When UK Prime Minister David Cameron emphasised his country’s opposition to commercial whaling at a meeting with his Icelandic counterpart in Reykjavík a few weeks ago, it was met with a standard answer: Iceland will not have foreigners telling it how to use its natural resources.
This was to be expected, but the pressure remains on the Icelandic government to end the cruel and unnecessary hunting of whales.
The same month, nine opposition MPs introduced a request for a thorough report on Iceland´s interests regarding commercial whaling, in particular what effect whaling has on Iceland´s relations with the US. It is directed to Mr Gunnar Bragi Sveinsson, Minister of Foreign Affairs, who is expected to introduce the report in Iceland´s parliament – The Althingi – in January 2016.
US disapproval of the whaling has been evident since George W Bush was in the White House and President Obama has twice reinforced the US position. No US Secretary of State has been to Iceland since 2008, nor has any other high level US politician and there has been no invitation issued to Iceland´s President or Prime Minister to visit the White House.
Iceland remains out in the cold diplomatically because of this unpopular activity and public support for it, within Iceland, has been falling sharply since 2013 according to a recent Gallup poll.
Slowly but surely Icelandic politicians are realising that the country’s whaling is a hindrance to improved relations between these two old allies. But many other countries are also on the list of those opposing commercial whaling in Iceland. The report request asks the Foreign Minister to list them all.
Political parties in Iceland don´t mention whaling any more in their manifestos, except for the Left Green Party. Recently this party, which held both ministry of fisheries and environment in the previous administration, stated that it wants whaling to end because of animal welfare reasons. The International Fund for Animal Welfare (IFAW) has worked and campaigned for 13 years in Iceland with the message that there is no humane way to kill a whale; that position is now gaining ground.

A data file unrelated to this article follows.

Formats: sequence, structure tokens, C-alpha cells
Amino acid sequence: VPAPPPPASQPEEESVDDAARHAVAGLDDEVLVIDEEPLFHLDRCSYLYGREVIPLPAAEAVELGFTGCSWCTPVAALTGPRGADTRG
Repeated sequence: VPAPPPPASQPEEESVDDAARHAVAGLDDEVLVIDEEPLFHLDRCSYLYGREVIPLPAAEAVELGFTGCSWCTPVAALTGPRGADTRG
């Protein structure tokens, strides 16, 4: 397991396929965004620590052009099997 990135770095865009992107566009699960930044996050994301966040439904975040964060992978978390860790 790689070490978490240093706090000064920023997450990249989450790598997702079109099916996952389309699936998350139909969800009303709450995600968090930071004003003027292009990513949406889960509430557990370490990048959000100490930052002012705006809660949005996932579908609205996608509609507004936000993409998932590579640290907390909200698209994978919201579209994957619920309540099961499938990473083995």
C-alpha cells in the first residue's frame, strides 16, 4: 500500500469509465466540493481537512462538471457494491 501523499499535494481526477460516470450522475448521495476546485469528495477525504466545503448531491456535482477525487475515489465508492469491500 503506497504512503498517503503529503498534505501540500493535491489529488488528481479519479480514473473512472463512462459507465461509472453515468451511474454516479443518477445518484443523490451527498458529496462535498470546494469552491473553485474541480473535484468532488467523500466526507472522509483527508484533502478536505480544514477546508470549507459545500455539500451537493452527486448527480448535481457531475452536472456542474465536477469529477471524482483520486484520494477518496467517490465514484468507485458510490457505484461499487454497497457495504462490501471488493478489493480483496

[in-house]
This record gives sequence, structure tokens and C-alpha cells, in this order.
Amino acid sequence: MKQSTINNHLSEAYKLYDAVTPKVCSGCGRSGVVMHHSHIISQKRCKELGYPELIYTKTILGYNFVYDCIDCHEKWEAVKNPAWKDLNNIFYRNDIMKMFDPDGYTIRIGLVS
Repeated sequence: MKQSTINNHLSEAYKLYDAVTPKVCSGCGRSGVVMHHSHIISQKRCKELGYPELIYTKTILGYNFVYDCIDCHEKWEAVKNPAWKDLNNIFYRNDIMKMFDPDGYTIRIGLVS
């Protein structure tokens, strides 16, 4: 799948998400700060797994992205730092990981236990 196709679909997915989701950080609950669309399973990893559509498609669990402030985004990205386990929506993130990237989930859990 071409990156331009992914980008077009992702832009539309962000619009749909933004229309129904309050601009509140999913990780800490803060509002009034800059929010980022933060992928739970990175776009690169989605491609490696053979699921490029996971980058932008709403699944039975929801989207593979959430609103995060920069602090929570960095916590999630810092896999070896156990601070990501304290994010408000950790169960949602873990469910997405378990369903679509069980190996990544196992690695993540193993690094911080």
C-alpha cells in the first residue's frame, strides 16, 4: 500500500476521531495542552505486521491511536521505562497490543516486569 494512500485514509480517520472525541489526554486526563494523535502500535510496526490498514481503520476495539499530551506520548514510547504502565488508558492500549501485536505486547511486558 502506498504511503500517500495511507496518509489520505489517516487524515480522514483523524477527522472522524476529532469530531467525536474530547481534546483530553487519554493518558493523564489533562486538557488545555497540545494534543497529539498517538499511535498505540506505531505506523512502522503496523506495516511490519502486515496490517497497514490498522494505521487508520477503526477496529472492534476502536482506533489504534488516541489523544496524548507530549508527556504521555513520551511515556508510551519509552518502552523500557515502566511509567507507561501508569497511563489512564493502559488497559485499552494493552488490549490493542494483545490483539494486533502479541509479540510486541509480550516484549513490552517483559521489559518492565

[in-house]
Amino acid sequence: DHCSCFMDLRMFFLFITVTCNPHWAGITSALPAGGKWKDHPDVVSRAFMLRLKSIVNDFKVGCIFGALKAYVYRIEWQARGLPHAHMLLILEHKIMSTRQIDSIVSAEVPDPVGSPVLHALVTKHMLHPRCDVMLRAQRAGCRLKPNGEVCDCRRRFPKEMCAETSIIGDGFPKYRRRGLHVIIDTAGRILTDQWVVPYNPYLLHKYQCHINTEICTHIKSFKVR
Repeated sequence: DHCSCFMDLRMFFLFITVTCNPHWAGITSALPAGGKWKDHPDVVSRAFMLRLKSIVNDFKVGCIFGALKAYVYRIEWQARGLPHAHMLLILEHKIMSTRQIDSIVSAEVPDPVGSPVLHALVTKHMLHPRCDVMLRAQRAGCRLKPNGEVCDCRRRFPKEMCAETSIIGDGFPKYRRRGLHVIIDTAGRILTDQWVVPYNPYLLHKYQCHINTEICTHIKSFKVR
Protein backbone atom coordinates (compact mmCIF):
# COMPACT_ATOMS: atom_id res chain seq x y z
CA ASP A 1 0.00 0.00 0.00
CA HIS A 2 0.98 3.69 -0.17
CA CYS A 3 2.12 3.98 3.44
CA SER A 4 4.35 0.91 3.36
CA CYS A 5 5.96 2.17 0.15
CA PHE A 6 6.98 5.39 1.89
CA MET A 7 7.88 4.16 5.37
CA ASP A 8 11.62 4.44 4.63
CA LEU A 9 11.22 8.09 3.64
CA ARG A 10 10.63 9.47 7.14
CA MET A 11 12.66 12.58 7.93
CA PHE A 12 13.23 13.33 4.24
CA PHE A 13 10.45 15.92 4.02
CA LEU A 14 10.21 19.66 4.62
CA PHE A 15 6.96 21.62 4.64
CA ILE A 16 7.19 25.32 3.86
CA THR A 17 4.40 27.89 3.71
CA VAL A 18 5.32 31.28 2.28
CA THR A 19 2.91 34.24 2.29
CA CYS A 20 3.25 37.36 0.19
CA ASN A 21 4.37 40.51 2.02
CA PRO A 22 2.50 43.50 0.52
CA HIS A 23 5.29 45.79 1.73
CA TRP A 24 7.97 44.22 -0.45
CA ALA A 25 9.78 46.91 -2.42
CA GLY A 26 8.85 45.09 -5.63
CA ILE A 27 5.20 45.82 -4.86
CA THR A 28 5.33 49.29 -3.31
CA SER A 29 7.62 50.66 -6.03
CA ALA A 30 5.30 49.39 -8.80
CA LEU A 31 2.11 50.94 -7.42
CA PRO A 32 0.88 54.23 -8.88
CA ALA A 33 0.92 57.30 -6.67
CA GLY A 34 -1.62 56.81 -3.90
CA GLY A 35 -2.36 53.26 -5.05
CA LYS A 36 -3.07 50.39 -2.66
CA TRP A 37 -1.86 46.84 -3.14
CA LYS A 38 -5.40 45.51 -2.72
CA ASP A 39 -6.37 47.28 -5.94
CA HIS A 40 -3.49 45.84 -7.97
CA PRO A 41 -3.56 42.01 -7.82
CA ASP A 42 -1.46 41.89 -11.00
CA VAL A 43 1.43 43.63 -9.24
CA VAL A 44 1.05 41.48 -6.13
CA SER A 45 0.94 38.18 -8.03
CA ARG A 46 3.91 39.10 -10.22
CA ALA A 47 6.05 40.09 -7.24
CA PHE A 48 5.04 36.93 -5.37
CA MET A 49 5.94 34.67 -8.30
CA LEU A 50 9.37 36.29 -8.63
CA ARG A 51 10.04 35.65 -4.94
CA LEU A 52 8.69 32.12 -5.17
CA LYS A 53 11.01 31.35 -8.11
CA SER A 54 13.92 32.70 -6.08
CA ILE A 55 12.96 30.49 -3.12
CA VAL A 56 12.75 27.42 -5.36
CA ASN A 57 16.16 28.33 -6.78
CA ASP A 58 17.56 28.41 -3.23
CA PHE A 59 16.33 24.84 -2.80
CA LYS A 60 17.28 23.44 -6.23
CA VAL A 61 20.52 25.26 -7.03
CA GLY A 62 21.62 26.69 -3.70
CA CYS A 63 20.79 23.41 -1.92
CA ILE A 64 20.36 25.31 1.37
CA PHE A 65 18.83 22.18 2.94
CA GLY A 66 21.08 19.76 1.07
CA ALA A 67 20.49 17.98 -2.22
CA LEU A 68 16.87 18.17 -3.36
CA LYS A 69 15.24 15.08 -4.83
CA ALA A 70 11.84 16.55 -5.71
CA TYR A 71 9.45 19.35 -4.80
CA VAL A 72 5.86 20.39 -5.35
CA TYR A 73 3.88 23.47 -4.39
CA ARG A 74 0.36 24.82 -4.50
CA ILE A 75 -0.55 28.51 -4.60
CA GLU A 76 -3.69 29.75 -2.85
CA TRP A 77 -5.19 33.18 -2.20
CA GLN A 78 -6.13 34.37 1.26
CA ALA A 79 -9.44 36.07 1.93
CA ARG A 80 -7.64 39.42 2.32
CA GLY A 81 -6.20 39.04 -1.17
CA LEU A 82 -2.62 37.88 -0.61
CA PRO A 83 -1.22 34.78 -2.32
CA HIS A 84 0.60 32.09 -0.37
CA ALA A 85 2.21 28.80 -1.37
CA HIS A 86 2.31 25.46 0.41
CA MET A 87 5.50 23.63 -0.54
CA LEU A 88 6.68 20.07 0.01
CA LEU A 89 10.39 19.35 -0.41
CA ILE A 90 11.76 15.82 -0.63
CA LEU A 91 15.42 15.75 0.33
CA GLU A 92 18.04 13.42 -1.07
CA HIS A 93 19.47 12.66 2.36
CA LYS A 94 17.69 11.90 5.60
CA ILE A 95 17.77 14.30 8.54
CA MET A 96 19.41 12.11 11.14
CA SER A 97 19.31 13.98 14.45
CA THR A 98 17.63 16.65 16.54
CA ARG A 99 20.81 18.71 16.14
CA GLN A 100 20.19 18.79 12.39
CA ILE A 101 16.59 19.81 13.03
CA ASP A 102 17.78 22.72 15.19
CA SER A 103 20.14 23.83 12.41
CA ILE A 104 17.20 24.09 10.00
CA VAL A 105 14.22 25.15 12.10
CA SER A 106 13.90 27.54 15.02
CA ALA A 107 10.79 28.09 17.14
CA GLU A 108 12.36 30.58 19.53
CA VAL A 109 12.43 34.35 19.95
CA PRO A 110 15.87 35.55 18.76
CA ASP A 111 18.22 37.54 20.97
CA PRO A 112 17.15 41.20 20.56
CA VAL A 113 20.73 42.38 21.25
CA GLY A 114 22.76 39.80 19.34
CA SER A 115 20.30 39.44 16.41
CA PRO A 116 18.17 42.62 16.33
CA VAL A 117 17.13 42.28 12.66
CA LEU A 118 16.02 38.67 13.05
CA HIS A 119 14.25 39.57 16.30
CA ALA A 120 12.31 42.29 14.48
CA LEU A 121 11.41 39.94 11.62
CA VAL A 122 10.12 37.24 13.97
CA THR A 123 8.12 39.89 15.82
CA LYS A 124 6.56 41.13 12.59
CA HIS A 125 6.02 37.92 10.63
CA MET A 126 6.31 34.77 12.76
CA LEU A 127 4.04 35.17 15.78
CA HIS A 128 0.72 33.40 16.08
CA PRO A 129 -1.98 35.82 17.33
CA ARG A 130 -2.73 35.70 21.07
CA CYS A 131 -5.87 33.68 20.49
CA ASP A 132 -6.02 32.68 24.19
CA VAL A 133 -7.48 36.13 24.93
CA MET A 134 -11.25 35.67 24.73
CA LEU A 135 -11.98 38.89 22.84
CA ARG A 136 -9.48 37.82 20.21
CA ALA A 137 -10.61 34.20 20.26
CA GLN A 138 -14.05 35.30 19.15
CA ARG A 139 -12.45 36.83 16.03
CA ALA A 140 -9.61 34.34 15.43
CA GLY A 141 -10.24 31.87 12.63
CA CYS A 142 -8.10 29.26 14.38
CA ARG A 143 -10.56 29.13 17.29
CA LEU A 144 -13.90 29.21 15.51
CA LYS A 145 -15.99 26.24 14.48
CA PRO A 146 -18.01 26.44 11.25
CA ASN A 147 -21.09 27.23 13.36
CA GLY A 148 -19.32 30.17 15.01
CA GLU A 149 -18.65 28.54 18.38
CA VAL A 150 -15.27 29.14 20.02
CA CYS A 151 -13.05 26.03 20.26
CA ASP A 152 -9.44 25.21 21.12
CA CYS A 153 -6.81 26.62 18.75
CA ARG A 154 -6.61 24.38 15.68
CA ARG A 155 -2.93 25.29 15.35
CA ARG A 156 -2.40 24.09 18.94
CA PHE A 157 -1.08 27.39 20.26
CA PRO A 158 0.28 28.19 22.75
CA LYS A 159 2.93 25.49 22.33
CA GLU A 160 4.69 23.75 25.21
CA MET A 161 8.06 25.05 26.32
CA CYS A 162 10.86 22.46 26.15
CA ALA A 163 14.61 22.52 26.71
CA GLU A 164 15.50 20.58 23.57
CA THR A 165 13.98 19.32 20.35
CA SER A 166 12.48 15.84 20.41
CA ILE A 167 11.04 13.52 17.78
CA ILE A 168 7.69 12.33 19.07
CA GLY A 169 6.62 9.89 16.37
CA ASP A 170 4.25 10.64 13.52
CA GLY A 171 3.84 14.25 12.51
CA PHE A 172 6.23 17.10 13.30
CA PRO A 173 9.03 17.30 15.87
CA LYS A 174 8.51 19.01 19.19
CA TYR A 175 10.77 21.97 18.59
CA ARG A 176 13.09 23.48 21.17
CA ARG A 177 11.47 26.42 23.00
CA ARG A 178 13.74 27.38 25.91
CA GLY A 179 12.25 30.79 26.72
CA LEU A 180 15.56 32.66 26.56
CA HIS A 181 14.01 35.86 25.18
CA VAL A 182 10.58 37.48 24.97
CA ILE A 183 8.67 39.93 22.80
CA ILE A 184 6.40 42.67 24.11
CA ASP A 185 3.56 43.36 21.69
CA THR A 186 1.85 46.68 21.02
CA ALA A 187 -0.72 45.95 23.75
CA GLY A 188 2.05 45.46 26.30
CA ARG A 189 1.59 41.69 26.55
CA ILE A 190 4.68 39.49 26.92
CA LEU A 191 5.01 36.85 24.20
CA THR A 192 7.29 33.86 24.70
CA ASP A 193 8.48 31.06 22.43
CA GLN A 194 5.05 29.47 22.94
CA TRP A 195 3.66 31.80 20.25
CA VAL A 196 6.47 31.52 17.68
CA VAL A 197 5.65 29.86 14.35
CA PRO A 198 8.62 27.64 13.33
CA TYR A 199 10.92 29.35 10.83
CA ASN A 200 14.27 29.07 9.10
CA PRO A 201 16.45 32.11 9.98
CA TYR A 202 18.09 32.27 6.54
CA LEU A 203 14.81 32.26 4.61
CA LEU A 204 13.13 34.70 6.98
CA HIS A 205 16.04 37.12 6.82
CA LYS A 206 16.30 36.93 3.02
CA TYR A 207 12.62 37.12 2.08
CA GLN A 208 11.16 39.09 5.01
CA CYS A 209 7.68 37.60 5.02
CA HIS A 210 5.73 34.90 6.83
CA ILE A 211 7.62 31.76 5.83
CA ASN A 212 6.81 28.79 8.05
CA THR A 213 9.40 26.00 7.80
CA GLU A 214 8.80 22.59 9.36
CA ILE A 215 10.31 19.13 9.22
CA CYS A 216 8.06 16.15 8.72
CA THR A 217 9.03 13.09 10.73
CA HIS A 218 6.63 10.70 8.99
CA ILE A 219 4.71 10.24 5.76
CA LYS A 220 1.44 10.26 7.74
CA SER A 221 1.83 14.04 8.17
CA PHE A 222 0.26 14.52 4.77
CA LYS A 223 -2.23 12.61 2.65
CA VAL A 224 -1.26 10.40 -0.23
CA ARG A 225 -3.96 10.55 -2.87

For more than a decade, IFAW has been in close contact with Icelandic politicians both at national and municipality level. Our lobbying work along with SAF (The National Organization of Icelandic Tourism) and Icewhale (the Association of Whale Watching Operators), led to a cross-party resolution being passed in Reykjavík City Council about Faxaflói Bay, where the minke whaling happens, calling for it to be declared a sanctuary for whales. Reykjavik City is now following up on that resolution but it will eventually be up to the Minister of Fisheries to decide.
This summer, Foreign Minister Sveinsson repeated his earlier statement that the fin whaling is damaging to Iceland´s wider interests and became the first Foreign Minister in the history of Iceland to openly criticise the whaling. Now he will have the chance to explain in detail how whaling is hurting Iceland.
This could be the turning point we have been striving for. This summer IFAW´s campaign ‘Meet Us Don´t Eat Us’, aimed mainly at tourists, was seen by 350,000 tourists in Iceland according to our survey and never before have there been as many ‘Whale Friendly Restaurants’, pledging not to serve whale meat, in Reykjavík. IFAW has managed to bring down demand for whale meat despite an increase in tourism of more than 100% over the last four years.
For the third year in a row less than 30 minke whales were killed this season out of a quota of 229.
To stop the fin whaling, on the other hand, we need the politicians to understand that it is in Iceland´s interest to put an end to this cruel and unnecessary activity. The public is beginning to understand it and I believe the report from the Foreign Minister will be helpful in making further progress so that 2016 will be a better year for whales around Iceland.
Article source: IFAW